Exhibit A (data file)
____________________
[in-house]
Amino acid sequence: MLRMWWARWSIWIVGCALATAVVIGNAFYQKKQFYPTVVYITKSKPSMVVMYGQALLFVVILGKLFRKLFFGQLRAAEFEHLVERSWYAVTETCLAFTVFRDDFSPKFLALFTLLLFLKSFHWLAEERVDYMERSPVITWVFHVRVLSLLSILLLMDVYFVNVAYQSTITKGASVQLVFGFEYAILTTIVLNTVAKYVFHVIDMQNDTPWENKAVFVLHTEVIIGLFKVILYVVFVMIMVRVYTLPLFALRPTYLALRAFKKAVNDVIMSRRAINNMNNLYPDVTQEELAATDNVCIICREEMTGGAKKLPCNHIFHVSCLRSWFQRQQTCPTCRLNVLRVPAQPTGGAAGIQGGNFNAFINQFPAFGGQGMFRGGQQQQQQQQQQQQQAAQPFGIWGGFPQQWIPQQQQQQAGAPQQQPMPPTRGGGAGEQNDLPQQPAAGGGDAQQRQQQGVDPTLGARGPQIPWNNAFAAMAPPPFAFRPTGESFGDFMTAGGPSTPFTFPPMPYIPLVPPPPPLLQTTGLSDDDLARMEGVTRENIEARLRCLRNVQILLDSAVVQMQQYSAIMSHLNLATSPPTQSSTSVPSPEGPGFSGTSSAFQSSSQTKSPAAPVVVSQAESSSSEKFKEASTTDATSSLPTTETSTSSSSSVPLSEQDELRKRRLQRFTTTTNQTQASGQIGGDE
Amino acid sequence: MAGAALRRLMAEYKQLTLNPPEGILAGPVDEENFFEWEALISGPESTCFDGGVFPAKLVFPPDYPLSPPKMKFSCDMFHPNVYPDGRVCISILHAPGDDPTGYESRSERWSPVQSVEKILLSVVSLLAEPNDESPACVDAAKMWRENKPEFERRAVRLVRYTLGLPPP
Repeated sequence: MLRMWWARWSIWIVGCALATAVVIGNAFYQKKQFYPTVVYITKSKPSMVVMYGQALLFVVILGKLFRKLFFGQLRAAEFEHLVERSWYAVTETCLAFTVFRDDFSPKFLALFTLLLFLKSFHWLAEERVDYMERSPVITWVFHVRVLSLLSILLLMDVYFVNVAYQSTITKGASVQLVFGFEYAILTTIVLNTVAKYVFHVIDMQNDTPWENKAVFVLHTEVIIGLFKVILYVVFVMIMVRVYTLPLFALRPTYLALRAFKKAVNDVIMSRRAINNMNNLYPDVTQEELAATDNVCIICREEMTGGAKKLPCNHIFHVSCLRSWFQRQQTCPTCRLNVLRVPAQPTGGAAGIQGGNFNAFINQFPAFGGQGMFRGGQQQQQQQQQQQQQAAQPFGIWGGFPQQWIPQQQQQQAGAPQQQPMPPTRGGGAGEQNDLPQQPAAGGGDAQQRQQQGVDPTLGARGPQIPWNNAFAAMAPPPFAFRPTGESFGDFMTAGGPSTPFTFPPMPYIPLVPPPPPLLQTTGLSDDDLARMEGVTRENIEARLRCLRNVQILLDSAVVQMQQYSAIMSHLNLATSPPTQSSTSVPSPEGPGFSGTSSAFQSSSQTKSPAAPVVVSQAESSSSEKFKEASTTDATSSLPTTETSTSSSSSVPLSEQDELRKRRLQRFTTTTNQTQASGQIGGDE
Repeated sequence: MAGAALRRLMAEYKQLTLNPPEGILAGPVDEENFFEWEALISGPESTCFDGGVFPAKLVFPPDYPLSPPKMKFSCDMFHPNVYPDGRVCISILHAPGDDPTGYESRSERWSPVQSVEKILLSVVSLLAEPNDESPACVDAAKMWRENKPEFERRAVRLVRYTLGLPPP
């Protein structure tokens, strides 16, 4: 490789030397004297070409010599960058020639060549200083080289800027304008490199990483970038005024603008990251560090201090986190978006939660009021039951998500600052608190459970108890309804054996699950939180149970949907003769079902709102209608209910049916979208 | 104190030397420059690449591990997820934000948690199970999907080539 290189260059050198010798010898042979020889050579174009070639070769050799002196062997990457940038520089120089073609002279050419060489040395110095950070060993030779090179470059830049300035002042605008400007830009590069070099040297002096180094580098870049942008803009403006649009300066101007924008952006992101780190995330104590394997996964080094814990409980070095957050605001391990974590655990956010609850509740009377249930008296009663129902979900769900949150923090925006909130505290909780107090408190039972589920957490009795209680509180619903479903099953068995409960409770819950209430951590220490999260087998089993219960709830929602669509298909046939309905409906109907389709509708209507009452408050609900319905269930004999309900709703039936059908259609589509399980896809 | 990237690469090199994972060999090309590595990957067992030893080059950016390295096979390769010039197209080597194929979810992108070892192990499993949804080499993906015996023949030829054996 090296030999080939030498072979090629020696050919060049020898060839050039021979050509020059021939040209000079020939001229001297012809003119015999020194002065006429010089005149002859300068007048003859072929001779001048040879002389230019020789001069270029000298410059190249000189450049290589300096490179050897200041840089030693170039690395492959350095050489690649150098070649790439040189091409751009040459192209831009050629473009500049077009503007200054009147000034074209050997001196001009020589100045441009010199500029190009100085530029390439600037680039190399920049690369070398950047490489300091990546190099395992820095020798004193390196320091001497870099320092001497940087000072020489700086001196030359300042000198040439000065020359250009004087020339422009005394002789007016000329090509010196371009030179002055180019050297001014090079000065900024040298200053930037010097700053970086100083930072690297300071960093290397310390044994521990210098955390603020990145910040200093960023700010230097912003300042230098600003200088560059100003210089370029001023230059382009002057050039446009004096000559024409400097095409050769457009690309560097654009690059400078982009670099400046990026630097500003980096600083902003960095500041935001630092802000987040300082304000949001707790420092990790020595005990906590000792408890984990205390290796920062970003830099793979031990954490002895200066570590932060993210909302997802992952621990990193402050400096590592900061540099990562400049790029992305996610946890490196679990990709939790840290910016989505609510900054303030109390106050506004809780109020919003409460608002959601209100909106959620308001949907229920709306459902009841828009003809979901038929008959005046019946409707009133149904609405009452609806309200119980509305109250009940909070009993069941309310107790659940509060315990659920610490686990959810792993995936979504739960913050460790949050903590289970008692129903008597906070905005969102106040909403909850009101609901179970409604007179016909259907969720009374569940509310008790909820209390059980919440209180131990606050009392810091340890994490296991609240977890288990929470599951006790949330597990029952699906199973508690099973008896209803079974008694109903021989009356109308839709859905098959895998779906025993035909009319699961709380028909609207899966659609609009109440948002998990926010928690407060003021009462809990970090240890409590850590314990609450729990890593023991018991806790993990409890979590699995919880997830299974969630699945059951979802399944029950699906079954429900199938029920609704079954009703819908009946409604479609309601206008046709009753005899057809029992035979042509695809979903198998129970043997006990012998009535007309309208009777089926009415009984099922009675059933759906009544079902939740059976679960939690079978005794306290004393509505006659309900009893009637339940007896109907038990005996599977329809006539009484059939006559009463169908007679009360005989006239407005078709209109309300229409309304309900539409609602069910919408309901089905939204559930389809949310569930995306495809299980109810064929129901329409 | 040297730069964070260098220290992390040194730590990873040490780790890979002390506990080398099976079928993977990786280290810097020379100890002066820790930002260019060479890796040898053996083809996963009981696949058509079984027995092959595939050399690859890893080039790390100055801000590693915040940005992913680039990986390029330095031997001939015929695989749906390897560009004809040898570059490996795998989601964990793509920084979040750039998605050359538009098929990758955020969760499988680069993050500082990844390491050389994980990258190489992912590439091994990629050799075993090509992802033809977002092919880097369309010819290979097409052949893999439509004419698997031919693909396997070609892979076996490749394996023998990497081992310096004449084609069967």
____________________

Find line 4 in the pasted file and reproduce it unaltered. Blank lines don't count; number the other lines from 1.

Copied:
Repeated sequence: MLRMWWARWSIWIVGCALATAVVIGNAFYQKKQFYPTVVYITKSKPSMVVMYGQALLFVVILGKLFRKLFFGQLRAAEFEHLVERSWYAVTETCLAFTVFRDDFSPKFLALFTLLLFLKSFHWLAEERVDYMERSPVITWVFHVRVLSLLSILLLMDVYFVNVAYQSTITKGASVQLVFGFEYAILTTIVLNTVAKYVFHVIDMQNDTPWENKAVFVLHTEVIIGLFKVILYVVFVMIMVRVYTLPLFALRPTYLALRAFKKAVNDVIMSRRAINNMNNLYPDVTQEELAATDNVCIICREEMTGGAKKLPCNHIFHVSCLRSWFQRQQTCPTCRLNVLRVPAQPTGGAAGIQGGNFNAFINQFPAFGGQGMFRGGQQQQQQQQQQQQQAAQPFGIWGGFPQQWIPQQQQQQAGAPQQQPMPPTRGGGAGEQNDLPQQPAAGGGDAQQRQQQGVDPTLGARGPQIPWNNAFAAMAPPPFAFRPTGESFGDFMTAGGPSTPFTFPPMPYIPLVPPPPPLLQTTGLSDDDLARMEGVTRENIEARLRCLRNVQILLDSAVVQMQQYSAIMSHLNLATSPPTQSSTSVPSPEGPGFSGTSSAFQSSSQTKSPAAPVVVSQAESSSSEKFKEASTTDATSSLPTTETSTSSSSSVPLSEQDELRKRRLQRFTTTTNQTQASGQIGGDE